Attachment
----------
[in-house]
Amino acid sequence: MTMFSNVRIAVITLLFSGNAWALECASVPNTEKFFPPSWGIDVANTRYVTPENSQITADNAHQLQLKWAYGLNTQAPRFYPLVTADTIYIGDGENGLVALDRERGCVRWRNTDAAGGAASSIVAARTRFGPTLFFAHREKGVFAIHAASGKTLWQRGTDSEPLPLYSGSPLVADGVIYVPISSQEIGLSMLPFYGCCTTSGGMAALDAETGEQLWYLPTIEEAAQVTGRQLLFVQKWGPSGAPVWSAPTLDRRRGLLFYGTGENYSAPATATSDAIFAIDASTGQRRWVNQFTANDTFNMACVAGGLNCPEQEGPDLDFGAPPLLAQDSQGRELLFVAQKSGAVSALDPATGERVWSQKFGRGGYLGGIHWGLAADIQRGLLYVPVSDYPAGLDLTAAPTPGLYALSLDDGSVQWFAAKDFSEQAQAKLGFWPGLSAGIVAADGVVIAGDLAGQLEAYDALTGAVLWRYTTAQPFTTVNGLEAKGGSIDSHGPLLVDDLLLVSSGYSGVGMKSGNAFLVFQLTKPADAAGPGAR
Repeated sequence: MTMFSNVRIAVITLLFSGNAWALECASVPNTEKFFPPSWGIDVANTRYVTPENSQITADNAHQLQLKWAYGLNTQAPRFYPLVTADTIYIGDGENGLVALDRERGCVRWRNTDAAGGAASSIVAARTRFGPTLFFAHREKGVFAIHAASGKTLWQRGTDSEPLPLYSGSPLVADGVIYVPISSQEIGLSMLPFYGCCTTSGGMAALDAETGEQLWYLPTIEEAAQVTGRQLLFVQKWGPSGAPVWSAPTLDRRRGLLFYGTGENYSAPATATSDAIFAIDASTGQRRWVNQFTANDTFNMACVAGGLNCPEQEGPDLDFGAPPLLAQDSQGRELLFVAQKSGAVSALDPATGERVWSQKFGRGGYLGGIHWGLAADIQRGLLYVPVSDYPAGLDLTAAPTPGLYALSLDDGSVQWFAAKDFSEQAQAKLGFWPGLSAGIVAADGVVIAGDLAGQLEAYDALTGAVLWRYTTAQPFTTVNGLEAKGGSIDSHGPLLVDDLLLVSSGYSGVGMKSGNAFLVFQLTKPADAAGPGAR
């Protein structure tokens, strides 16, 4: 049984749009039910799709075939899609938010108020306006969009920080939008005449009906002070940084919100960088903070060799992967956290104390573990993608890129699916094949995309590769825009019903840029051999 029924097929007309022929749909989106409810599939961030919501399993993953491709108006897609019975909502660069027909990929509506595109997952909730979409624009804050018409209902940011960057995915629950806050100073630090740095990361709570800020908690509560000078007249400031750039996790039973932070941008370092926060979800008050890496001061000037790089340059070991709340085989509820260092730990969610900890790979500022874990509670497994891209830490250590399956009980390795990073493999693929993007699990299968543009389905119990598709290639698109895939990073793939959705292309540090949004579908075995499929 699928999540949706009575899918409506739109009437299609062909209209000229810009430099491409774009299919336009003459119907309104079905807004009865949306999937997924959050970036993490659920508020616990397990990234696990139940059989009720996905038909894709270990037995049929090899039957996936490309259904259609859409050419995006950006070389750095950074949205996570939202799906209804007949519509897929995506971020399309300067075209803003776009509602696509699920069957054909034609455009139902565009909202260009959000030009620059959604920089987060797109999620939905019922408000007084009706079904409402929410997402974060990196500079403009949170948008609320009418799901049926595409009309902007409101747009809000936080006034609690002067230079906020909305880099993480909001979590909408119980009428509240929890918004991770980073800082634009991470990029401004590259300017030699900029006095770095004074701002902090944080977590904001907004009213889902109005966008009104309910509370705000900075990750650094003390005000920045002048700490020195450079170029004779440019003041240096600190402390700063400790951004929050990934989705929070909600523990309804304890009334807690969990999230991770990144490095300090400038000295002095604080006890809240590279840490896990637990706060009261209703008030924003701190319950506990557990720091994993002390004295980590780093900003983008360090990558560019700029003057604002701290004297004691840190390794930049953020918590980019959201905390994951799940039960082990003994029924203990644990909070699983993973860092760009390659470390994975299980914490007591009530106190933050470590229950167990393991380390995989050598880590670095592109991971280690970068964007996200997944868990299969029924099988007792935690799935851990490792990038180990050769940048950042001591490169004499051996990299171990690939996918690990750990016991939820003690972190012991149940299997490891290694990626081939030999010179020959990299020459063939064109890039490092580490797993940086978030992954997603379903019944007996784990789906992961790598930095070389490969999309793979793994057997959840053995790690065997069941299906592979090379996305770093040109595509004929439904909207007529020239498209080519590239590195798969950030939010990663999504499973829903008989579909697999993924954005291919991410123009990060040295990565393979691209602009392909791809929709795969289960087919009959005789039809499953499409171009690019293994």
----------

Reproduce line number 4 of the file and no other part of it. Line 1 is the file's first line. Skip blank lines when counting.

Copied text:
């Protein structure tokens, strides 16, 4: 049984749009039910799709075939899609938010108020306006969009920080939008005449009906002070940084919100960088903070060799992967956290104390573990993608890129699916094949995309590769825009019903840029051999 029924097929007309022929749909989106409810599939961030919501399993993953491709108006897609019975909502660069027909990929509506595109997952909730979409624009804050018409209902940011960057995915629950806050100073630090740095990361709570800020908690509560000078007249400031750039996790039973932070941008370092926060979800008050890496001061000037790089340059070991709340085989509820260092730990969610900890790979500022874990509670497994891209830490250590399956009980390795990073493999693929993007699990299968543009389905119990598709290639698109895939990073793939959705292309540090949004579908075995499929 699928999540949706009575899918409506739109009437299609062909209209000229810009430099491409774009299919336009003459119907309104079905807004009865949306999937997924959050970036993490659920508020616990397990990234696990139940059989009720996905038909894709270990037995049929090899039957996936490309259904259609859409050419995006950006070389750095950074949205996570939202799906209804007949519509897929995506971020399309300067075209803003776009509602696509699920069957054909034609455009139902565009909202260009959000030009620059959604920089987060797109999620939905019922408000007084009706079904409402929410997402974060990196500079403009949170948008609320009418799901049926595409009309902007409101747009809000936080006034609690002067230079906020909305880099993480909001979590909408119980009428509240929890918004991770980073800082634009991470990029401004590259300017030699900029006095770095004074701002902090944080977590904001907004009213889902109005966008009104309910509370705000900075990750650094003390005000920045002048700490020195450079170029004779440019003041240096600190402390700063400790951004929050990934989705929070909600523990309804304890009334807690969990999230991770990144490095300090400038000295002095604080006890809240590279840490896990637990706060009261209703008030924003701190319950506990557990720091994993002390004295980590780093900003983008360090990558560019700029003057604002701290004297004691840190390794930049953020918590980019959201905390994951799940039960082990003994029924203990644990909070699983993973860092760009390659470390994975299980914490007591009530106190933050470590229950167990393991380390995989050598880590670095592109991971280690970068964007996200997944868990299969029924099988007792935690799935851990490792990038180990050769940048950042001591490169004499051996990299171990690939996918690990750990016991939820003690972190012991149940299997490891290694990626081939030999010179020959990299020459063939064109890039490092580490797993940086978030992954997603379903019944007996784990789906992961790598930095070389490969999309793979793994057997959840053995790690065997069941299906592979090379996305770093040109595509004929439904909207007529020239498209080519590239590195798969950030939010990663999504499973829903008989579909697999993924954005291919991410123009990060040295990565393979691209602009392909791809929709795969289960087919009959005789039809499953499409171009690019293994």